GamingReview: Cotton: Reboot!

Review: Cotton: Reboot!


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After a long period away from our TV sets, the Cotton series, one of the originators of the Cute ’em up sub-genre, has been revived by publisher Success with Cotton: Reboot! which reboots (and includes) the 1993 X68000 Sharp computer release of the first game of the series Fantastic Night Dreams Cotton.

Cotton, the titular named character, is a young witch with an almighty sweet tooth who chases any lead that would deliver the holy grail of sweets – her beloved ‘Willow’. Most often, the faint promise of said sugary goodness is fed to her by Silk, a fairy who tries to tempt, convince and cajole Cotton into saving her kind.  

Accompanying the amusing cutscene-based story is some nice Japanese voice acting.

A modern take on the original, the reboot mode, Arrange, is an addictive and manic explosion of color and bullets that meshes well with an in-depth item system while attempting to ease you into the 7 increasingly difficult stages. The assortment of ways to grasp and wield this multi-colored beast means that every playthrough feels unique but makes sense to a grand total of no one – to begin with anyway. 

The system itself revolves around jewels dropped by defeated enemies, which can enhance and spread your stream of bullets, be picked up to increase your point total, or provide you with magic to launch attacks. Shooting them also changes their color, which in turn changes their potentially acquired magic, and jewels shot for a long period of time turn black for huge point increases. Another element to further mix this up is a multiplier feature called Jewel Fever which converts defeated enemies into a multiplied score and is best launched with a screen full of jewels and enemies.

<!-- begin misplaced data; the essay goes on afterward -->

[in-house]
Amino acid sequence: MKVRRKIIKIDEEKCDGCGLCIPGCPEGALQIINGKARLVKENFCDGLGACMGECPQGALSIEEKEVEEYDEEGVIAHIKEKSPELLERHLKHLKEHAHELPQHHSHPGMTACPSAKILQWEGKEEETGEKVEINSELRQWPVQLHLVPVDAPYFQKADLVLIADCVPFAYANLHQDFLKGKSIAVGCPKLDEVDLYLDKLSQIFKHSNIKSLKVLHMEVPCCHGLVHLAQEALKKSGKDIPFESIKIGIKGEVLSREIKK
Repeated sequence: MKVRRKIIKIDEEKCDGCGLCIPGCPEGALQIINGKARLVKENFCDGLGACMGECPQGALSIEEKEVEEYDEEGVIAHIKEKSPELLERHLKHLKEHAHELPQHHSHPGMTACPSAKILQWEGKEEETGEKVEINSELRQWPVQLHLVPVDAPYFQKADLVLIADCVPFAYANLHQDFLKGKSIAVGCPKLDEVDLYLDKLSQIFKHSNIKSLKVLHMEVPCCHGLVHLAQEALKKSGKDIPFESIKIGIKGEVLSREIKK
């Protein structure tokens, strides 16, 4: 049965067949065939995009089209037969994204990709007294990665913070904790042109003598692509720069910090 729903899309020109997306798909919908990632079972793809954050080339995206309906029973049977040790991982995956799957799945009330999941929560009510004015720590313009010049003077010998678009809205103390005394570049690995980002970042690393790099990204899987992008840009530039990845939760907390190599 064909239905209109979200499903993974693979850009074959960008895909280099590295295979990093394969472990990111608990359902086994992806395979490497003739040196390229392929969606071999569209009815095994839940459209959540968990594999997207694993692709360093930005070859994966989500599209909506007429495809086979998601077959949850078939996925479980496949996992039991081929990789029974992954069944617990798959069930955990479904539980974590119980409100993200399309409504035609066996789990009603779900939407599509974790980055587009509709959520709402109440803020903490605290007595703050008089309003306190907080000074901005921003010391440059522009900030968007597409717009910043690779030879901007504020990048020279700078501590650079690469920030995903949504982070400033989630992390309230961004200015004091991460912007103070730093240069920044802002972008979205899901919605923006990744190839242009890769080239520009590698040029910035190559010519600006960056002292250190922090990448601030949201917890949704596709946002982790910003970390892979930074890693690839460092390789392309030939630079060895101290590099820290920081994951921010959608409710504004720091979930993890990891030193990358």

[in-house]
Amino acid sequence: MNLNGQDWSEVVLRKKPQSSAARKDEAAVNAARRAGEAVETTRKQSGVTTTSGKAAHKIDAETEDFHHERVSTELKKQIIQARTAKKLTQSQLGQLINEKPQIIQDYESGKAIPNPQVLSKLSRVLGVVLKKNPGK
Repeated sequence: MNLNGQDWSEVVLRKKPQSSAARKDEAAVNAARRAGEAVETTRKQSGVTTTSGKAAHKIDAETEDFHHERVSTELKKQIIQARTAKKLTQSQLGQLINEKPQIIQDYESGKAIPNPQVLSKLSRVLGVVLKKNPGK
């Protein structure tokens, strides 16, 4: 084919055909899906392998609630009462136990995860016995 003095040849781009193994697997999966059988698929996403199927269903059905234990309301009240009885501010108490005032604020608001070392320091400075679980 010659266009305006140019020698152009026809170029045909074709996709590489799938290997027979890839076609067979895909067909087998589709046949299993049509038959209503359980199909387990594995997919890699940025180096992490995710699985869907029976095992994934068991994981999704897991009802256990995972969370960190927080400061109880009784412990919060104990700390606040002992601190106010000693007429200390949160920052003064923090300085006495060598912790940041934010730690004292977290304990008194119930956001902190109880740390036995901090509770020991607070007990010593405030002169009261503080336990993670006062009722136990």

Shooting jewels kills two birds with one stone, building up your multiplier (bottom left) and splitting your bullet stream into two.

Thankfully, a tutorial is provided in an attempt to make this somewhat fathomable to beginners and once you get the hang of it (and are sufficiently caffeinated) – it’s a blast, and chasing the insane online scores will have you coming back for more. How often you return to it will likely depend on the effort you put into learning the intricacies of the item system, but even then your success of which can sometimes feel more like trying to align fruit in a slot machine rather than anything skill-based.

This is especially true with the different magic power-ups that are gained by picking up jewels. Not only is shooting the jewels to your desired color hard enough, but the order of your acquired magic is fixed and can’t be selected from, so when you inevitably pick up the wrong colored jewel you often end up spamming the magic button regardless of what’s next, which makes the system quite random. A further offender is the point multiplier, which displays huge figures across the screen almost immediately after firing it up, obstructing a large part of the screen and putting all your efforts in peril unnecessarily.